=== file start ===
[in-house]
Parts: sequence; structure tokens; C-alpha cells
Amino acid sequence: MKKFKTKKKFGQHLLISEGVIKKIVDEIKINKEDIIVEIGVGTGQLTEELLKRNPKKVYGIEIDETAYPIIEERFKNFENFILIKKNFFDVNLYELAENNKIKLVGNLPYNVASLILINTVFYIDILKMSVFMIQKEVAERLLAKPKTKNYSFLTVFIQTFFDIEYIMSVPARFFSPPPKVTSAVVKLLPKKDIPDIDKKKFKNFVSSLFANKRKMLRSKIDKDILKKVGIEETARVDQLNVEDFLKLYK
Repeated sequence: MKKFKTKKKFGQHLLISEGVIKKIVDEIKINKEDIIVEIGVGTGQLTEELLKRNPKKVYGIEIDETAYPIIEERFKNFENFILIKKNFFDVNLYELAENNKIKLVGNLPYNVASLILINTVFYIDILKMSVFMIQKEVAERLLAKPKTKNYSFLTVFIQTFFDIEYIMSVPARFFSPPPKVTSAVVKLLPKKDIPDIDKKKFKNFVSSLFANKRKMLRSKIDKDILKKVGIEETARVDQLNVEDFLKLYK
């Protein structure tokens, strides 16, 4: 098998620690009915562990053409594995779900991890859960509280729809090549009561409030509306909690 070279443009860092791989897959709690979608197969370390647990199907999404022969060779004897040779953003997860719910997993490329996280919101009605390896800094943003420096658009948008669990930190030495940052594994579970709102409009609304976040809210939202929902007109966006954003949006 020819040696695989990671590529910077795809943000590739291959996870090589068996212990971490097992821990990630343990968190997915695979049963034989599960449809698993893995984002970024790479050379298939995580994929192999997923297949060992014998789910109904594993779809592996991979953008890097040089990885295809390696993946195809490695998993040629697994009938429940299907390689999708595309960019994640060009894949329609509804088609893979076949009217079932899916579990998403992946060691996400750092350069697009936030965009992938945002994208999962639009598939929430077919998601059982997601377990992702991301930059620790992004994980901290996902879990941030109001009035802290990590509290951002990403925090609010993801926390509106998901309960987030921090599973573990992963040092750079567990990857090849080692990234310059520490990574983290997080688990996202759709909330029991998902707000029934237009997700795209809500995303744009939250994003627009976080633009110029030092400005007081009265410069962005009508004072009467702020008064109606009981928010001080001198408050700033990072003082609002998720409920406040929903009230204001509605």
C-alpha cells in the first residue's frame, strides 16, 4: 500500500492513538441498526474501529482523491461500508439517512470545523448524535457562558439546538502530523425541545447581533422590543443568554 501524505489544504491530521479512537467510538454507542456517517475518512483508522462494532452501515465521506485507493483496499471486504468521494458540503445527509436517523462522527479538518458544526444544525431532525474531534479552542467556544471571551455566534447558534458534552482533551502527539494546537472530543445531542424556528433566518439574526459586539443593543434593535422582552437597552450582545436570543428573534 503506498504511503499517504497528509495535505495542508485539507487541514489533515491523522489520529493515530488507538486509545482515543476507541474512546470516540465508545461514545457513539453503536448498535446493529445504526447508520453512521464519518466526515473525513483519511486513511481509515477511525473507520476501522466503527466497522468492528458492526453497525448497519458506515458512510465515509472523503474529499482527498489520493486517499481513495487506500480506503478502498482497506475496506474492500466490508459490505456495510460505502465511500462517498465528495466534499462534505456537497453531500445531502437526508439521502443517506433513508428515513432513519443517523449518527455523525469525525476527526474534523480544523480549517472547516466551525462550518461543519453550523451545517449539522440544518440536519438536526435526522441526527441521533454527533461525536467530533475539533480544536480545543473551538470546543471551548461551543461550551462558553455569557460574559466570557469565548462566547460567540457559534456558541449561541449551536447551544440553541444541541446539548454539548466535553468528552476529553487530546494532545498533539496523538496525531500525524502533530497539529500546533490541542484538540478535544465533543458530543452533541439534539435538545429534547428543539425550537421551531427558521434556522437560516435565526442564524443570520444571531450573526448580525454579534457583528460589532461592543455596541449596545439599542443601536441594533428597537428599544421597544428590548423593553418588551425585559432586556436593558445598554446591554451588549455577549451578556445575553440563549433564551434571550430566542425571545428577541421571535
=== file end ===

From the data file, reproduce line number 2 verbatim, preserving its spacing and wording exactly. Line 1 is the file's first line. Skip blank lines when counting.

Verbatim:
Parts: sequence; structure tokens; C-alpha cells